About

I am a sociologist, working as a Research Associate in the School of Social and Political Sciences at the University of Glasgow. The ‘Papers’ page contains links to my publications, conference presentations, PhD thesis, and other outputs. You can use the links in the menu under About to find my staff profile page and my profiles on various other websites.

Alongside providing an up-to-date list of my publications, I use this website as an ‘open notebook’ that exists in two halves. The main Constellations WordPress blog, which is also the homepage for the website, and a ‘Mini’ Constellations Tumblr blog, accessible from the links bar at the top.

The Tumblr blog I have maintained since 2010, originally under the name ‘The Poverty of Theory’. It is used for smaller posts, such as quotes, short asides, and links to podcasts & articles relating my research interests and sociology more generally. The main blog is used for longer posts and updates about events and publications.

My interests span homes & other dwelling spaces, social security, mental health, and post-philosophical sociology. The later was used by Richard Kilminster to describe the work of Norbert Elias and his refusal to accept any requirement to provide a philosophical foundation for sociology nor set undue limits on the areas it can investigate. Post-philosophical sociology often takes a theoretical-empirical approach, that resists treating theory and research as separate domains of activity. Instead, it seeks to develop theoretical thinking tools through putting them to work in research.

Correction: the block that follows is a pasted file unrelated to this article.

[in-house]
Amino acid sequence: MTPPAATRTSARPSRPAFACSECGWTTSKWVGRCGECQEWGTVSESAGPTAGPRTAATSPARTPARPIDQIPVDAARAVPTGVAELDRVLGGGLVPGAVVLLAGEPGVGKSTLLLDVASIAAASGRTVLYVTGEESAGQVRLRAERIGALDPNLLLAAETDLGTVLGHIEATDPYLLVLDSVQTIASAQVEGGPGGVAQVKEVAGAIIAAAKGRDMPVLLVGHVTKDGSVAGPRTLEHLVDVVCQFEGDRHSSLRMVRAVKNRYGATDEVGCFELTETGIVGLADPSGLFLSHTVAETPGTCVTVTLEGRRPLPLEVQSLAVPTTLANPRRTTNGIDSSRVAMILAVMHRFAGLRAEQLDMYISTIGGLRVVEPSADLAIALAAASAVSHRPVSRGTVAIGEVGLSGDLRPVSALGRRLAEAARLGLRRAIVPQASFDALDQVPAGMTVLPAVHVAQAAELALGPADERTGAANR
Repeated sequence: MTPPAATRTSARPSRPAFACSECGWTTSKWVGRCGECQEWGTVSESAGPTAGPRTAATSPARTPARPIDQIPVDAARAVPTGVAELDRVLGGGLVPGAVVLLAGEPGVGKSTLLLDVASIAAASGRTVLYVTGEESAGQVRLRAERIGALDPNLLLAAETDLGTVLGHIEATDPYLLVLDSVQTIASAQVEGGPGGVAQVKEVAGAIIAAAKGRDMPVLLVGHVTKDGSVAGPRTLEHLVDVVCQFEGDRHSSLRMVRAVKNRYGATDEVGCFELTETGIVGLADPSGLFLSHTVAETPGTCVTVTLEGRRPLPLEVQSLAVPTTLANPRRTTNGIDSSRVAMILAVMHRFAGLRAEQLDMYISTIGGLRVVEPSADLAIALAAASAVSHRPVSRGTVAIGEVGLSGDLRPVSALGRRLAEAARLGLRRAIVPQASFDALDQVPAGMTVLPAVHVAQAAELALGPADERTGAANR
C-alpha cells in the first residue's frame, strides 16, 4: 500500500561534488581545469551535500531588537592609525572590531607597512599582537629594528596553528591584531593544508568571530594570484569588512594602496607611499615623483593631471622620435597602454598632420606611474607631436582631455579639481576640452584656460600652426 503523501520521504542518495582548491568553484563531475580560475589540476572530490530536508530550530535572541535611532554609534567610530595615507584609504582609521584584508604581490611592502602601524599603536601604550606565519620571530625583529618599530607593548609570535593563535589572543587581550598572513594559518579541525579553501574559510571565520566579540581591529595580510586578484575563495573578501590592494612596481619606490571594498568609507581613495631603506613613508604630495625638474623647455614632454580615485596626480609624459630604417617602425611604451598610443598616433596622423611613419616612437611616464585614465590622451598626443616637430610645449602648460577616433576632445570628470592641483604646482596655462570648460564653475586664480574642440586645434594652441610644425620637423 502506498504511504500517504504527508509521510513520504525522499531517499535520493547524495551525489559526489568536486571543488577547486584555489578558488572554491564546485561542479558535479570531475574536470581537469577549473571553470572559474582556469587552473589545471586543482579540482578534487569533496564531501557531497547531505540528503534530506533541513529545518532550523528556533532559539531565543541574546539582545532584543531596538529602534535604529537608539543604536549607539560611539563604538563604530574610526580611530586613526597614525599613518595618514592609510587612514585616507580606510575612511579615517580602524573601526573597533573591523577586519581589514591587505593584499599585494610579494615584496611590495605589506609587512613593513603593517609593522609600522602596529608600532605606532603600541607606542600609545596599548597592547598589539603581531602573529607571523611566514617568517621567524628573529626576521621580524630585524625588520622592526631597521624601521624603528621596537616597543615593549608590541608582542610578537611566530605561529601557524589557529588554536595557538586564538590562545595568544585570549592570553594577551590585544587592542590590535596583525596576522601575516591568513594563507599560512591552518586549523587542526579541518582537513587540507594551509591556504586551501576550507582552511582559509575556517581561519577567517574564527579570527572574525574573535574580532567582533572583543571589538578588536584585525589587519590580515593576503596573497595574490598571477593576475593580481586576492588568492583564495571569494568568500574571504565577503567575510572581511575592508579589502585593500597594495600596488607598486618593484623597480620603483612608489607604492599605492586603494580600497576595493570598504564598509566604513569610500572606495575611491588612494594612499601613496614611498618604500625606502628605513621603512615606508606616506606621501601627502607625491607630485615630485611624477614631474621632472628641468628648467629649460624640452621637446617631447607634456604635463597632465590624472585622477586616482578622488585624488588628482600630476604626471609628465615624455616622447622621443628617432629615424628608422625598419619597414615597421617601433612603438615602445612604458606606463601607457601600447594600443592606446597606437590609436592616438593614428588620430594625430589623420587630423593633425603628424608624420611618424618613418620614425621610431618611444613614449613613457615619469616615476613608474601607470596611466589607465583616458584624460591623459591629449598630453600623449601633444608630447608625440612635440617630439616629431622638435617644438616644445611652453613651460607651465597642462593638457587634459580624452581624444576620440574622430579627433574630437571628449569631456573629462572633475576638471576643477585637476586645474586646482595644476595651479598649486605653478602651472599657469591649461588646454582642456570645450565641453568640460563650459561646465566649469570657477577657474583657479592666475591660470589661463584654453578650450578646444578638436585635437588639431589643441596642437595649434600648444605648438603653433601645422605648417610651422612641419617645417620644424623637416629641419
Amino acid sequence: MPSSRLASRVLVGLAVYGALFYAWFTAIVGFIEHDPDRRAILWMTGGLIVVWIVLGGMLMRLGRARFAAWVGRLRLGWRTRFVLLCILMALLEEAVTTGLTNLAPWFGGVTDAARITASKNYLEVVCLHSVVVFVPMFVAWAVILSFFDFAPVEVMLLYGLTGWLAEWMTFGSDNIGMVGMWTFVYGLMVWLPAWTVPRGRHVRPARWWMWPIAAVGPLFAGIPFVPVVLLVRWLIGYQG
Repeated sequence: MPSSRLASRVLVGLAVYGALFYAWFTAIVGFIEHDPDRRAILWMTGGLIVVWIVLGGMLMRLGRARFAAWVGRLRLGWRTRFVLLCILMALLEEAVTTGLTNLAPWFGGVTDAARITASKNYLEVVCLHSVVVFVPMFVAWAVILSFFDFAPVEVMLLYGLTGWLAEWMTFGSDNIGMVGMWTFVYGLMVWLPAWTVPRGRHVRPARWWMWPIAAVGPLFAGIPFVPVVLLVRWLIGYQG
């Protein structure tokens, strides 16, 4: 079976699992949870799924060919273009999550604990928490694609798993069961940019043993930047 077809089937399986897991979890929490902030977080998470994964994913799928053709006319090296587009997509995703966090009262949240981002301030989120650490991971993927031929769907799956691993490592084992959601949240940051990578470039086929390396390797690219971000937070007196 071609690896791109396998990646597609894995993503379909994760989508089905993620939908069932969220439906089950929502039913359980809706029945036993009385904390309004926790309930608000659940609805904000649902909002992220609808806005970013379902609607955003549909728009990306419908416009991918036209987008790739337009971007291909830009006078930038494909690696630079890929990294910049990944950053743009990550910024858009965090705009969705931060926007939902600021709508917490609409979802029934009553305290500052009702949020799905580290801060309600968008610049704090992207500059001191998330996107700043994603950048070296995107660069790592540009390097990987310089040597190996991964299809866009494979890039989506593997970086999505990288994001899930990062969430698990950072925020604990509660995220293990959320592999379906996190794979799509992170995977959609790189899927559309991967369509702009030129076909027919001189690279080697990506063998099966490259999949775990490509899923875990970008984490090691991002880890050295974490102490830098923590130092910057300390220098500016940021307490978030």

I also think there is a need for greater critical reflection on current digital tools and methods. In particular, I believe the lack of a regularly maintained open source qualitative data analysis package is a serious barrier against innovation.

In my spare time I am working on a side-project ‘Pythia’. The aim in the short-term is to have a working GUI for coding interview transcripts and querying data. Longer-term, I hope Pythia can become a library for tasks common in qualitative data analysis that can be used by itself or as a shared code base for developing additional tools.

Being a notebook, no posts are meant to be to any academic standard, and, as with most academic blogs, are instead an outlet for thinking at various stages of development. Obviously, the usual disclaimers apply that all views expressed are my own and not those of any project, department, or university that I am based with. Similarly, despite having spent nearly two decades within the education system my spelling and grammar remain wanting; so apologies in advance for any errors you may come across.